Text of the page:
'Einstein's God Model': Film Review

Courtesy of Mike Turano/Induction Productions
Although it lacks technical polish, this imaginative indie is bursting with ambition.

A grieving man takes part in a scientific experiment to communicate with his late girlfriend in Philip T. Johnson's sci-fi thriller.

Delving into arcane scientific theories involving such matters as quantum physics and string theory, Einstein's God Model is a low-budget, sci-fi indie that's definitely of the more cerebral variety. While lacking the technical polish necessary to lift it into a more elevated cinematic dimension, Philip T. Johnson's directorial debut earns points for its thematic ambitions and cheeky wit. After all, it's impossible to entirely resist a film that lists Thomas Edison, Nikolas Tesla and Niels Bohr in its opening credits.

Despite the film's title, it's actually Edison who figures most prominently in the story, which concerns a young anesthesiologist, Brayden (Aaron Graham), desperate to reconnect with his recently deceased girlfriend (Kirby O'Connell) to whom he proposed while she was dying in the street after being hit by a car.

Having heard about a scientific experiment, the "God Model Project," involving an attempt to communicate with the dead, Brayden tries to get in touch with the physicist who conducted it. It turns out that the man recently passed away, but his widow agrees to hand over his antique lab apparatus apparently once used by Edison. Eventually joining Brayden in his desperate quest are the physicist's shady former assistant (Kenneth Hughes) and an alcoholic medium (Brad Norman) who was literally blinded by science while serving as the subject of the previous experiment.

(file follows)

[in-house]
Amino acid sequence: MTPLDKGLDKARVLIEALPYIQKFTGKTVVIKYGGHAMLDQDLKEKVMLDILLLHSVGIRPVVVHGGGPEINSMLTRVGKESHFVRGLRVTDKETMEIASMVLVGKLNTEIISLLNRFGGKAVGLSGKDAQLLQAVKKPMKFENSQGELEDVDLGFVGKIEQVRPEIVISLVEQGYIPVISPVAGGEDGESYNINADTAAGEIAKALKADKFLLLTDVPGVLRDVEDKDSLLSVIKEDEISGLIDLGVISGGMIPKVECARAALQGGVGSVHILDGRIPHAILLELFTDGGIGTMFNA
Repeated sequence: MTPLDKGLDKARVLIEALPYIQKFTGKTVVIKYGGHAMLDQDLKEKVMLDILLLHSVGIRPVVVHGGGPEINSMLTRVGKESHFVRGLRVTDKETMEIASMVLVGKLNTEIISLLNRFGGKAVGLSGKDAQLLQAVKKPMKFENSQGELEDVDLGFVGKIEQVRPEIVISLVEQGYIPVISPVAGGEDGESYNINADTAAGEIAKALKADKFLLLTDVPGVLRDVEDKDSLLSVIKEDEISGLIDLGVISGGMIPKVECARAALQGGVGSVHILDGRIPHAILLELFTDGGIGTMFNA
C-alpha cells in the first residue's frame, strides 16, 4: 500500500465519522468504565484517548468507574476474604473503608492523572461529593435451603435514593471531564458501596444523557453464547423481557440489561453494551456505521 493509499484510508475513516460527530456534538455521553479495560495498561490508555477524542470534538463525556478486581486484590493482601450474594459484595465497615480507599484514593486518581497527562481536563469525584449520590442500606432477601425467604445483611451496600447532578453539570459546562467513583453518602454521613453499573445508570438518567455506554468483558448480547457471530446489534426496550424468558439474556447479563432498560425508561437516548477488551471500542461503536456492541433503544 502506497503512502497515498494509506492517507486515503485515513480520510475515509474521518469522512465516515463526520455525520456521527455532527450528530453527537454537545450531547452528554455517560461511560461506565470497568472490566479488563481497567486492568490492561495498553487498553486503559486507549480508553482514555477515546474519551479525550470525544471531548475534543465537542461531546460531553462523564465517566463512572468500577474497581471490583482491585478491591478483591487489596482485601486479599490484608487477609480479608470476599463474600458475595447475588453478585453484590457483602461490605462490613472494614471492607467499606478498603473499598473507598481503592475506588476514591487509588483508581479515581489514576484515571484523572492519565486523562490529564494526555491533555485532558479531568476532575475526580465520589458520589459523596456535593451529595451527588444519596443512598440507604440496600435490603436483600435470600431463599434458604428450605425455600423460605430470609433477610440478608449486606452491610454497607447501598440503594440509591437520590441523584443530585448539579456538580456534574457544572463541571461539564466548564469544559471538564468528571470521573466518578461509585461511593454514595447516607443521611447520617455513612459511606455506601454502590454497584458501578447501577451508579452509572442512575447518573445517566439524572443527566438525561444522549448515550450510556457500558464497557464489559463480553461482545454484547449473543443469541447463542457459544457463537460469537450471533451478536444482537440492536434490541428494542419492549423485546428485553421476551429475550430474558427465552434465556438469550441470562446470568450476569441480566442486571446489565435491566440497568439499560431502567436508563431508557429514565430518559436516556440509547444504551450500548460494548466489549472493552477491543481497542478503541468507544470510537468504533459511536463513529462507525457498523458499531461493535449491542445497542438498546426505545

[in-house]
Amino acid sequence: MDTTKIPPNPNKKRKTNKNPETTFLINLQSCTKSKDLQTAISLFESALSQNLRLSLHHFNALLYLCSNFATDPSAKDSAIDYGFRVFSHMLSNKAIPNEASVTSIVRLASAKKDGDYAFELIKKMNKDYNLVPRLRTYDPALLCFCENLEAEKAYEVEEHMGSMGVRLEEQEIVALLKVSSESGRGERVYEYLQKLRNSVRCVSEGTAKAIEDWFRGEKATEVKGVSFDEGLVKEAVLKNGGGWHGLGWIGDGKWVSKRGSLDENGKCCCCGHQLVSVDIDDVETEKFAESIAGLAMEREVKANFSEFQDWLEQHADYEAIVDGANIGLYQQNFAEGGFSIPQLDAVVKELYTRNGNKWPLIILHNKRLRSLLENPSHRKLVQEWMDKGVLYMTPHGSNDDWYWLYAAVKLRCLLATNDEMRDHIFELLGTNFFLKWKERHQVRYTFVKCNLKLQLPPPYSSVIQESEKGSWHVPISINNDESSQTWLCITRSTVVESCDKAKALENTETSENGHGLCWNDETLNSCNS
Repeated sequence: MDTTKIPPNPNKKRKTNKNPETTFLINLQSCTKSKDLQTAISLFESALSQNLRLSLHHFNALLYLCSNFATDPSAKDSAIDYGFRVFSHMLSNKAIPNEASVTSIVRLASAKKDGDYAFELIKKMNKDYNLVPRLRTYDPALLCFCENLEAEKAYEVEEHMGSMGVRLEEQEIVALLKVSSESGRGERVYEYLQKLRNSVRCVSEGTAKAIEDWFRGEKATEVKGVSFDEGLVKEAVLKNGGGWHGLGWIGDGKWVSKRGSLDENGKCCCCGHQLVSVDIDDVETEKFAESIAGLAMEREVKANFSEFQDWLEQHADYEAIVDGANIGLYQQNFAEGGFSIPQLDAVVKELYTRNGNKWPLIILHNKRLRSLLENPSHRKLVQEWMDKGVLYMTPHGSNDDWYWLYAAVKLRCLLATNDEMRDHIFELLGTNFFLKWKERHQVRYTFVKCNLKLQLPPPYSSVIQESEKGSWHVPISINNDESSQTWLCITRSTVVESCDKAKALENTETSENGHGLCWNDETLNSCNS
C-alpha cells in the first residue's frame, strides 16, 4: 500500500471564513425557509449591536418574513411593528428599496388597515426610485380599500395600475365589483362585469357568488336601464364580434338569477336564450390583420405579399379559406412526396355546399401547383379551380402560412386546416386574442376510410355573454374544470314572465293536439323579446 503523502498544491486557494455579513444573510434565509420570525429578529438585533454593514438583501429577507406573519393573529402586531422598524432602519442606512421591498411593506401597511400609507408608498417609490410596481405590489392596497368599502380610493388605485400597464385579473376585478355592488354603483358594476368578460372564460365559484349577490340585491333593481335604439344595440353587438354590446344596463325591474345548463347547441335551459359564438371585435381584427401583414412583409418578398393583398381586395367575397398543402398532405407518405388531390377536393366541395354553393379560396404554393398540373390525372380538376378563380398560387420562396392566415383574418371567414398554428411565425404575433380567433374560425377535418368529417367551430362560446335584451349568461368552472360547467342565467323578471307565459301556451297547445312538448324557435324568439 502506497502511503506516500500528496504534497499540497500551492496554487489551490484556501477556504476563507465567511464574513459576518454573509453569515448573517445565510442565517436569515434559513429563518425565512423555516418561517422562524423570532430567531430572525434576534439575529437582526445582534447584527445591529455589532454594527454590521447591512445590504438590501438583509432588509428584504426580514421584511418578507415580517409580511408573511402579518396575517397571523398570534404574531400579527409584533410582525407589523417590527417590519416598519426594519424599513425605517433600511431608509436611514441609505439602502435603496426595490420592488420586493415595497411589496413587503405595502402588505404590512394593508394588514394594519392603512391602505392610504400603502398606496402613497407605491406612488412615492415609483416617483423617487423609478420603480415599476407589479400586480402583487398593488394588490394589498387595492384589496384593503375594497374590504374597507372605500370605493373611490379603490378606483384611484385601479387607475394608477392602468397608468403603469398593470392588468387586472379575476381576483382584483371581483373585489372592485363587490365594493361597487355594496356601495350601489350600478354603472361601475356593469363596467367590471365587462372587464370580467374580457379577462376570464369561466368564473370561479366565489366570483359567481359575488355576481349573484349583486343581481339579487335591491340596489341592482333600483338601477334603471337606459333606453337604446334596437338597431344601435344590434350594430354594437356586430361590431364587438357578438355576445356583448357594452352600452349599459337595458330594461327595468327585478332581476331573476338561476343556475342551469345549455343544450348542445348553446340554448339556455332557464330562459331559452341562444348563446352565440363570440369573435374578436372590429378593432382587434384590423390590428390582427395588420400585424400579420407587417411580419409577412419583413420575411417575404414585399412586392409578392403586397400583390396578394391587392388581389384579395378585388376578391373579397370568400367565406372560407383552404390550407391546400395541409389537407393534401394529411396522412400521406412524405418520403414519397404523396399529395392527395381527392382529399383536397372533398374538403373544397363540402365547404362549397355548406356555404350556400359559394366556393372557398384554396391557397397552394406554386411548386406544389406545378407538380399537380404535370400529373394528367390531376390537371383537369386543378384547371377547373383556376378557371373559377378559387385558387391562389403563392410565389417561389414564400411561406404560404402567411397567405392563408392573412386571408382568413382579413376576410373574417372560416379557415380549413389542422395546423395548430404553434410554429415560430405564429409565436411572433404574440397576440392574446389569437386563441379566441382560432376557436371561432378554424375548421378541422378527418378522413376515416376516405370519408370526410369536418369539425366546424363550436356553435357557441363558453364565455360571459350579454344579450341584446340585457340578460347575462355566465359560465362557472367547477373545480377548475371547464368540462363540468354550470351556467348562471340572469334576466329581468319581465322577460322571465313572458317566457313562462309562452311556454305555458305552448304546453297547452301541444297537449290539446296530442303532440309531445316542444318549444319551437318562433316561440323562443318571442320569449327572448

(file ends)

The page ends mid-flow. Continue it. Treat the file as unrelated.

Johnson's talky screenplay includes generous amounts of scientific and metaphysical jargon which is more effective than the cheesy digital special effects and unskilled filmmaking. The quality of the acting varies wildly, with Norman's charismatic turn as the bitter psychic being the standout..

Einstein's God Model is at its most impressive in its elaborately staged pre-credits and climactic sequences, but flounders with long tedious stretches in-between. But it reveals a tyro filmmaker with enough clever tricks up his sleeve to make you look forward to what he comes up with next.

Distributor: Indie Rights
Production companies: Imageworks Chicago, Trees of Shade, Induction Productions
Cast: Kenneth Hughes, Kirby O'Connell, Aaron Graham, Brad Norman
Director-screenwriter-editor: Philip T. Johnson
Producers: Craig Dow, Kenneth Hughes, Philip T. Johnson
Director of photography: Michael Turano
Production designer: Kevin Kroes
Composer: Senon Williams

Not rated, 89 minutes

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